From record flooding to debilitating droughts, climate change is expected to create more and more severe weather events. To help prepare for water shortages in your area and to do your part to conserve this precious resource, the first place to start is in your bathroom. Seem weird to combat the effects of climate change using your commode?
It actually makes perfect sense, considering toilets account for roughly a quarter of the 70 gallons families typically use on a daily basis in the home. To give you some perspective on that, you drink just half a gallon of water every day if you follow the 8 glasses-of-water-per-day rule. Every drop that you flush may bring your community closer to its next drought, not to mention cost you money you don't need to spend. Fortunately, there are lots of solutions, none of which requires the return of the outhouse.
#1: Fix leaks. A leaky toilet can cost you 9.5 gallons of water per day—nearly half the amount you probably use doing your daily business. Food dye dropped in the toilet tank can help you find leaks; if you put a few drops in the tank and the dye appears in the bowl, you've got a malfunctioning flapper. It's easy to fix; just get to the hardware store and follow the directions that come with the replacement.
#2: Use the brick-in-the-tank trick, without a brick. Displacing water in your toilet tank is one of the easiest, and usually cheapest, ways to conserve water. But an actual brick is the worst thing to use; as it sits in water all day, the clay starts to break apart and the resulting sediment will clog up your tank. Instead, use a plastic milk jug filled with sand or rocks. This will save you about half a gallon per flush, or about 2.5 gallons per day.
#3: Install a dual flusher. Toilets are designed to last a long time, so if your home was built before 1992, chances are that an older 3.5 gallon-per-flush toilet still sits in your lavatory. Post-1992 models use 1.6 gallons per flush, but now you can get even more efficient toilets that have two modes, one for flushing liquids and one for your solid waste. The liquid mode uses only .6 gallons per flush and the other, the standard 1.6 gallons; look for products certified by the Environmental Protection Agency's WaterSense program, which have been tested for both water savings and performance (no need to flush multiple times to get your stuff to disappear).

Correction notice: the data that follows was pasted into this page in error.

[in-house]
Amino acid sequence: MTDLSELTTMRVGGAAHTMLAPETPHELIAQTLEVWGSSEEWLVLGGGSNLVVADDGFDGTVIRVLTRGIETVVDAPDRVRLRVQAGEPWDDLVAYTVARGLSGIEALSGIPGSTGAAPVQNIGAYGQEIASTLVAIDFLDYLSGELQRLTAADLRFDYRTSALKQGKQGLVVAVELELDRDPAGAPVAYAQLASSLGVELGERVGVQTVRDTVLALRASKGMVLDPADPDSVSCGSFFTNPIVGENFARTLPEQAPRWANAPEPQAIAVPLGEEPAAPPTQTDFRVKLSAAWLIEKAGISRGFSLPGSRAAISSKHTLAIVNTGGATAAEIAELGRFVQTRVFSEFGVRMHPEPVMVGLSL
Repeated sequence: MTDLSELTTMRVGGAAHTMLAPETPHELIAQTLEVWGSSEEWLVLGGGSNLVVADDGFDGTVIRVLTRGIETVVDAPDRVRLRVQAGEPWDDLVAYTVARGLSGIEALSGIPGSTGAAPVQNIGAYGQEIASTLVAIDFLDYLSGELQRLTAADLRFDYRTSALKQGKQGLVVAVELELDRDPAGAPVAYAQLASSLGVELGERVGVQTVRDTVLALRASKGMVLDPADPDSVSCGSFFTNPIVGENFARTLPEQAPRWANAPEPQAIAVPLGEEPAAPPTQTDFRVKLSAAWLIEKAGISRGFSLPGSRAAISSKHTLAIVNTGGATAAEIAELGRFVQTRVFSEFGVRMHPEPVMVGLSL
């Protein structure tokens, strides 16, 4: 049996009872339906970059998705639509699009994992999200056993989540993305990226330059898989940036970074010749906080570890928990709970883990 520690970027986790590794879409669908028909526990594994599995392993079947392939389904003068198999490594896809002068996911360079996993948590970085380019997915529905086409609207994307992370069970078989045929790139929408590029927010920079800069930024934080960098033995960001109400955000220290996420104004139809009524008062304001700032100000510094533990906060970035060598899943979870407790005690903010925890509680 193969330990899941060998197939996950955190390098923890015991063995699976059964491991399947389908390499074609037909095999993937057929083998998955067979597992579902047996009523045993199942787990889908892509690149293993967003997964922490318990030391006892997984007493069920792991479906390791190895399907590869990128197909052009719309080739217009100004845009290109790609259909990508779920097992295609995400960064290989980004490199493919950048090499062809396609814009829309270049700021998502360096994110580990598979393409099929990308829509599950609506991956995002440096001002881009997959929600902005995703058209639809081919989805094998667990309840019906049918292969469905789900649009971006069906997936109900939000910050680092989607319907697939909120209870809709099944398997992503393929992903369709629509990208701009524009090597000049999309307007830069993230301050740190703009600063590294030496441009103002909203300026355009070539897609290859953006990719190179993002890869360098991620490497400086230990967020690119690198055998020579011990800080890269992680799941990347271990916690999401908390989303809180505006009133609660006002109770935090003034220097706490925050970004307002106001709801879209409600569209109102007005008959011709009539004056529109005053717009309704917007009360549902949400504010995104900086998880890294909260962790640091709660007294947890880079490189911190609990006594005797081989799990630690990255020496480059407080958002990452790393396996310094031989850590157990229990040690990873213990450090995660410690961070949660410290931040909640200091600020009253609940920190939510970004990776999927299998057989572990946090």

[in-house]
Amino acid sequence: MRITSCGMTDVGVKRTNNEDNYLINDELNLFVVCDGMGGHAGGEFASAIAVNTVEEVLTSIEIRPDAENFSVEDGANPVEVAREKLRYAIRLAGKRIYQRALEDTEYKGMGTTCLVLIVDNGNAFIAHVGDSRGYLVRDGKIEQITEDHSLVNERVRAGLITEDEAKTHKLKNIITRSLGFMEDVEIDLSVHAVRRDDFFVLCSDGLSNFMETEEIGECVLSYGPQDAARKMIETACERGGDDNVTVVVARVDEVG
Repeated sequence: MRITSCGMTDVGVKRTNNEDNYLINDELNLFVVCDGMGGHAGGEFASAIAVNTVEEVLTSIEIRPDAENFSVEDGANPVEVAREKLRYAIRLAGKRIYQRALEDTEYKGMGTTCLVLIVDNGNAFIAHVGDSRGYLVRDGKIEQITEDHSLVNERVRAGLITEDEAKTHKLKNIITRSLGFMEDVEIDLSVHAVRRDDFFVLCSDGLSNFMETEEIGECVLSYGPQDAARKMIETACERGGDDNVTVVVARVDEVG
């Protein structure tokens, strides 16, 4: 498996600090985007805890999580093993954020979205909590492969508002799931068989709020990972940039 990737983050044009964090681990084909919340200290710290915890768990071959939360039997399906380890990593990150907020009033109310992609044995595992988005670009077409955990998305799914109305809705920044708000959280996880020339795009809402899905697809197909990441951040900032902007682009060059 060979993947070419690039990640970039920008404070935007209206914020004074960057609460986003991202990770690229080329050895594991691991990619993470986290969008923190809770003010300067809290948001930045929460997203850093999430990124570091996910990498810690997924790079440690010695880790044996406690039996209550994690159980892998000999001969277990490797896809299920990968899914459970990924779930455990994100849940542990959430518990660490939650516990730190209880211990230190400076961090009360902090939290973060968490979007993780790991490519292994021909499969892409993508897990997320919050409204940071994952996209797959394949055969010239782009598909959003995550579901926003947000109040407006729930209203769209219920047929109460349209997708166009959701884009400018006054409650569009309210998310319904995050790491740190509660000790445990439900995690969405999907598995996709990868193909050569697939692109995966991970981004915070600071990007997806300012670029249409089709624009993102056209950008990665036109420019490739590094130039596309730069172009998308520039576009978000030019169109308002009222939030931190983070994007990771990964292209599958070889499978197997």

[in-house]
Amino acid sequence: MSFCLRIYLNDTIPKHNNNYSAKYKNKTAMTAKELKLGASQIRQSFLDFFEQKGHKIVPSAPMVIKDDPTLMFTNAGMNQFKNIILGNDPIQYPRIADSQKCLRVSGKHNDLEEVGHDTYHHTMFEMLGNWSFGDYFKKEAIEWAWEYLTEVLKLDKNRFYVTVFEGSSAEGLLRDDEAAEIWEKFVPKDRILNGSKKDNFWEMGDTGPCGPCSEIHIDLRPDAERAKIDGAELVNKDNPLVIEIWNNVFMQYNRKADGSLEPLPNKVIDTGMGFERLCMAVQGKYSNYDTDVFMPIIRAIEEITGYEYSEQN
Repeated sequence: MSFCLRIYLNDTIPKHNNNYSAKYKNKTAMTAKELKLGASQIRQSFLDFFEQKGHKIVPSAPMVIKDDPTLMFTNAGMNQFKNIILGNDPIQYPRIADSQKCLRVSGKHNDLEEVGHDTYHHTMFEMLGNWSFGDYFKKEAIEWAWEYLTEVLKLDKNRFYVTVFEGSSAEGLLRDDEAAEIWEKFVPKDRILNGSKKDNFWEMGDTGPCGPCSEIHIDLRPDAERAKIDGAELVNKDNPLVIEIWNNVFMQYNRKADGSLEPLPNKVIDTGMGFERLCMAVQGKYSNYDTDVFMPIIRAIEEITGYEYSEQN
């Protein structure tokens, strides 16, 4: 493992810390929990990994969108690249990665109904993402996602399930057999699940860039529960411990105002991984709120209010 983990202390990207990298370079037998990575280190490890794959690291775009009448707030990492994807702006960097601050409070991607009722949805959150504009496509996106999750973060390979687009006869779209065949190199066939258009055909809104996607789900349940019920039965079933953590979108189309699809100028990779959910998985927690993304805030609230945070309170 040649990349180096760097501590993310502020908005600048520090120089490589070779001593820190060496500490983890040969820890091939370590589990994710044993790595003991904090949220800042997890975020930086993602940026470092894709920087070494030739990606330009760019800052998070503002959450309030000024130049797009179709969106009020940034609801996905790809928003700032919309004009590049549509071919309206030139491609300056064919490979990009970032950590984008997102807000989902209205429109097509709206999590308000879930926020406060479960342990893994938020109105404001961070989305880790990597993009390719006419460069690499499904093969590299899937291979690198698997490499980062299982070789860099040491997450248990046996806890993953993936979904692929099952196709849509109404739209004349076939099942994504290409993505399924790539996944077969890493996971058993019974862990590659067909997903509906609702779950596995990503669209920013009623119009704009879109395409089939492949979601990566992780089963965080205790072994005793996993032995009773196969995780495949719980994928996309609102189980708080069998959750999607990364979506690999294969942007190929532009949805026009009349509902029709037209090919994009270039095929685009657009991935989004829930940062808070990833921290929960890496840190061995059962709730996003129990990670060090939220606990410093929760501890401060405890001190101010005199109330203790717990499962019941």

#4: Go waterless. For the truly hardcore homeowner interested in cutting domestic water use, you can now buy home versions of composting toilets, once restricted to RVs, rustic cabins without septic tanks, and other places without access to sewage systems. These don't hook up to any kind of plumbing system and require no water whatsoever. Their specially designed holding tanks are equipped with aerobic microbes that break down your waste into fertilizer that you can use your garden. According to one composting toilet manufacturer, the tanks need to be emptied as infrequently as once a year—but keep in mind that one toilet is designed to accommodate the waste of just two people. The toilets use fans, a trap-door system, and those hard-working microbes to keep offensive odors from escaping.
#5: Think European. With even more restrictions on domestic water use than the most drought-stricken areas here, Europe long ago adopted the "urine separation" toilet, a combination of a regular commode and a composting toilet that diverts urine to a storage tank while composting the solids. The benefit is that urine can then be used on crops as a (free and abundant) fertilizer to replace costly synthetic fertilizers made from nonrenewable petroleum. A study from Finland, published in a recent issue of the Journal of Agriculture and Food Chemistry, found that urine combined with wood ash (added as a nutrient-rich source of carbon and to prevent urine from degrading into ammonia and becoming unusable) produced healthy tomatoes with no risk of disease to consumers.
Filed Under: WATER CONSERVATION
Published on: September 23, 2009